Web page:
A look at weather extremes and the big-picture climate connections.

Ferocious Storm Set to Explode in North Atlantic

Some of the most powerful storms on earth form in the North Atlantic Ocean during wintertime, spelling peril for sailors unfortunate enough to encounter them. For the past few days, the meteorologists at the Ocean Prediction Center (OPC) in College Park, Md., whose job it is to warn vessels of weather hazards, have been highlighting the likelihood of a treacherous storm event that is taking place in the open ocean, to the south of Iceland.

Satellite image of the intense North Atlantic storm, taken by the NASA MODIS imager on Saturday Jan. 26.
Click to enlarge the image. Credit: NASA.    

A storm that was rather inoccuous when it affected the U.S. is exploding, through a process known to meteorologists as “bombogenesis,” into a ferocious storm over the North Atlantic. The storm has intensified enough to become stronger than Hurricane Sandy was, as measured by the minimum central air pressure. That storm devastated the northern Mid-Atlantic coast in late October and the lowest pressure recorded during it was 940 mb. The current storm intensified all the way to 933 mb, if not even lower than that, based on information from the OPC on Saturday.

In a Facebook post on Friday, the OPC said the storm is expected to undergo “incredible, explosive cyclogenesis” during the next 24 hours, with the central pressure plummeting from 988 mb on Friday down to 927 mb by late Sunday. (In general, the lower the central air pressure, the stronger the storm.)

At its maximum intensity, the storm will be capable of producing winds to 90 mph, and waves of greater than 50 feet, the OPC said.

Fortunately, the storm is expected to weaken considerably before it interacts with northwestern Europe, but it could still produce strong winds in Ireland and parts of the U.K.

The storm comes about 10 days after a different storm underwent a similar process of rapid intensification over the North Pacific Ocean, pummeling the western Aleutian Islands of Alaska with hurricane force winds and high waves, but sparing the rest of the state from any major impacts.

Computer model forecast for early Sunday of significant wave heights over the N. Atlantic. (Some waves will actually be higher than indicated here, since this shows the average of the top one-third of waves.)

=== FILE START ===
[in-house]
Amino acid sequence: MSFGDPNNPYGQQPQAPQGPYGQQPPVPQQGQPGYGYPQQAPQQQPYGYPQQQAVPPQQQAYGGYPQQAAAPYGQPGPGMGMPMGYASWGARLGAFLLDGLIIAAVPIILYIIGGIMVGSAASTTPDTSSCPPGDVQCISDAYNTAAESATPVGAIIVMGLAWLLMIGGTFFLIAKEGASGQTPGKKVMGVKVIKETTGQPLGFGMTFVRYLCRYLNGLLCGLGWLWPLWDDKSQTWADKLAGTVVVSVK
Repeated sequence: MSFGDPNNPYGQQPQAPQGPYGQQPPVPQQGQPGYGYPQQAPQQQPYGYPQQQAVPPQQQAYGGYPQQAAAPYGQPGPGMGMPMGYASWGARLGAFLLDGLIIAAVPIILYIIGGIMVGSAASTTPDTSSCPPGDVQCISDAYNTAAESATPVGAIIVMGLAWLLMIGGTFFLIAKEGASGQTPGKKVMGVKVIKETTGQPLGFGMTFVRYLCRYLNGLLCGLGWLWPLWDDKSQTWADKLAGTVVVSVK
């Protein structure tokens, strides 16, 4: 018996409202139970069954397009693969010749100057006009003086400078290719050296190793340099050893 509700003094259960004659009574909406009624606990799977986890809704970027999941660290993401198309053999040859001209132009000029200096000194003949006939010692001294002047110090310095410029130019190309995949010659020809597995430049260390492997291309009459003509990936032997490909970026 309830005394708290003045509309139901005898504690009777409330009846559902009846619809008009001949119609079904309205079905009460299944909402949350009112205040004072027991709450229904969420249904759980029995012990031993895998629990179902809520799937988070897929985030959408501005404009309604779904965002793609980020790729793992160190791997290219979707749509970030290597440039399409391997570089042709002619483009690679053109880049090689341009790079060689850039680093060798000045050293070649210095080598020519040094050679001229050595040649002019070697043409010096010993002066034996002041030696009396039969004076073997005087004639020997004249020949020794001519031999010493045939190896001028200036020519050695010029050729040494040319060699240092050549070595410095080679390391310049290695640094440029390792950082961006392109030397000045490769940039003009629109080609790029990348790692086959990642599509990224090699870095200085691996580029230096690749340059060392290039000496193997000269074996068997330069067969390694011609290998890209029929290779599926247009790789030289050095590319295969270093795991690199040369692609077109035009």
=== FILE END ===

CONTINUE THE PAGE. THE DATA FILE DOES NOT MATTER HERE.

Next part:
Credit: Facebook/Stu Ostro.

The North Pacific storm's minimum central pressure plunged by 48 to 49 mb in just 24 hours, making it one of the most rapidly intensifying storms at a mean latitude of 34°N since 1979, according to a data analysis by Ryan Maue of Weatherbell Analytics..

As strong as the upcoming Atlantic storm is expected to get, it is not likely to set any records. The strongest extratropical storm on record in the North Atlantic occurred in 1993, when a minimum central pressure of 913 mb was recorded near Scotland’s Shetland Islands, according to Weather Underground. That was the lowest sea-level adjusted barometric pressure reading observed on the earth’s surface, with the exception of lower readings measured during tropical cyclones and tornadoes.

Climate studies have shown that extratropical storms in the Northern Hemisphere are shifting their paths northward as the climate warms, and there has been a trend toward stronger Arctic storms in recent years. However, the question of whether characteristics of storms like the one this weekend are changing in response to the warming climate is unclear, given the fact that these events have a long history in the region.

Related Content
Stratospheric Phenomenon Is Bringing Frigid Cold to U.S.
Monster Storm Lashing Outer Reaches of Alaska
Ongoing Coverage of Hurricane Sandy 
Alaska Superstorm Lashes Villages Already Hit Hard By Climate Change

« Extreme Planet


By Chris Squire-UK (Twickenham)
on January 26th, 2013

This low is nothing out of the ordinary according to the Met Office synoptic map:


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By Ralph Barnes
on January 28th, 2013

Yawn…... let me know when you have some real news…..  a storm (lol)...

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By Susan Anderson (Boston, MA)
on January 28th, 2013

930 mb not out of the ordinary?  Huh?


(this has a nice list of lower pressures, but for comparison, Sandy was at 940 mb.)

Following on this, I see that lower pressure is more usual when the storm is not over land.  Always fun to learn something.

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By john werneken (vancouver)
on January 28th, 2013

Why do people insist that Sandy was a significant storm? It was only noticed as it was due to the concentration of people, media, and stupidity all in one place. Dozens and dozens of storms were greater in every possible respect, from wind speed to extent to barometric under-pressure to lives lost to economic damage. I’m tired of hearing about Sandy.

A big DUH on the North Atlantic storm as well. Anyone with an interest in storms that extends very far past the last storm they personally experienced would be likely to know that human standards for storms are regularly exceeded in several places, of which the north Atlantic is one. The east coast of southern Africa is another. Gale force winds, heavy rains, freezing temperatures, and 100 foot and higher waves, all at once, are not that unusual. Deliberate attempts to find and measure these instances sometimes are successful, but the oceans are large lol.

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By Peter Malsin (Hanover NH 03755)
on January 28th, 2013

The bots lurk on every climate-related site, ready to pounce so they can collect their tawdry commissions. The graphic alone is worth the price of admission to this article. The size of this storm combined with the intense low pressure, combined with wave magnitude do make it an eyecatcher, imo.

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